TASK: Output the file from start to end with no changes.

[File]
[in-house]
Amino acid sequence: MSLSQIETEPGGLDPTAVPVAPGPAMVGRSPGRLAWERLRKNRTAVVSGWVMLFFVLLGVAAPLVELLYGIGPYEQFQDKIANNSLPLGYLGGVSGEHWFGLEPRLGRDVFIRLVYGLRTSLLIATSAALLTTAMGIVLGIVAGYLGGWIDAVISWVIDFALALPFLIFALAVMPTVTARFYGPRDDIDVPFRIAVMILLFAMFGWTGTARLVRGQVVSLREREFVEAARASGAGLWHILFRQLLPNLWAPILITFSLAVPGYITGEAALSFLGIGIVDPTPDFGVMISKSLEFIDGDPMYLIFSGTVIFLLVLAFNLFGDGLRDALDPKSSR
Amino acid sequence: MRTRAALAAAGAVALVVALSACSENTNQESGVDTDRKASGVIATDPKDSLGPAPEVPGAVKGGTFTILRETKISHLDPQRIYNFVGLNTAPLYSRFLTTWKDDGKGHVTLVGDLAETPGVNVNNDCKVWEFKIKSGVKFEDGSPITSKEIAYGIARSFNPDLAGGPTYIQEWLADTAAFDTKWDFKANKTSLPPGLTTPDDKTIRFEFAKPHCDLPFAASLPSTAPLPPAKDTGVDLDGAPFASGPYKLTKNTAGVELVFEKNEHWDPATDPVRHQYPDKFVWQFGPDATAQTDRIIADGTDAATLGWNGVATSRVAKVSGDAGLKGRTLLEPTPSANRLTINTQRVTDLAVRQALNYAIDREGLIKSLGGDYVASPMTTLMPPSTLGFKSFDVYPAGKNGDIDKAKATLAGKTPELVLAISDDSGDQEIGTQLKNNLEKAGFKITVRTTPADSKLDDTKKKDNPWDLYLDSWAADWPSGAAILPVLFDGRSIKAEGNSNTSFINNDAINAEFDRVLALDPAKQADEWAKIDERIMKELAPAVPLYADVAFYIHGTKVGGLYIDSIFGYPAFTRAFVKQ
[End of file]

[in-house]
Amino acid sequence: MSLSQIETEPGGLDPTAVPVAPGPAMVGRSPGRLAWERLRKNRTAVVSGWVMLFFVLLGVAAPLVELLYGIGPYEQFQDKIANNSLPLGYLGGVSGEHWFGLEPRLGRDVFIRLVYGLRTSLLIATSAALLTTAMGIVLGIVAGYLGGWIDAVISWVIDFALALPFLIFALAVMPTVTARFYGPRDDIDVPFRIAVMILLFAMFGWTGTARLVRGQVVSLREREFVEAARASGAGLWHILFRQLLPNLWAPILITFSLAVPGYITGEAALSFLGIGIVDPTPDFGVMISKSLEFIDGDPMYLIFSGTVIFLLVLAFNLFGDGLRDALDPKSSR
Amino acid sequence: MRTRAALAAAGAVALVVALSACSENTNQESGVDTDRKASGVIATDPKDSLGPAPEVPGAVKGGTFTILRETKISHLDPQRIYNFVGLNTAPLYSRFLTTWKDDGKGHVTLVGDLAETPGVNVNNDCKVWEFKIKSGVKFEDGSPITSKEIAYGIARSFNPDLAGGPTYIQEWLADTAAFDTKWDFKANKTSLPPGLTTPDDKTIRFEFAKPHCDLPFAASLPSTAPLPPAKDTGVDLDGAPFASGPYKLTKNTAGVELVFEKNEHWDPATDPVRHQYPDKFVWQFGPDATAQTDRIIADGTDAATLGWNGVATSRVAKVSGDAGLKGRTLLEPTPSANRLTINTQRVTDLAVRQALNYAIDREGLIKSLGGDYVASPMTTLMPPSTLGFKSFDVYPAGKNGDIDKAKATLAGKTPELVLAISDDSGDQEIGTQLKNNLEKAGFKITVRTTPADSKLDDTKKKDNPWDLYLDSWAADWPSGAAILPVLFDGRSIKAEGNSNTSFINNDAINAEFDRVLALDPAKQADEWAKIDERIMKELAPAVPLYADVAFYIHGTKVGGLYIDSIFGYPAFTRAFVKQ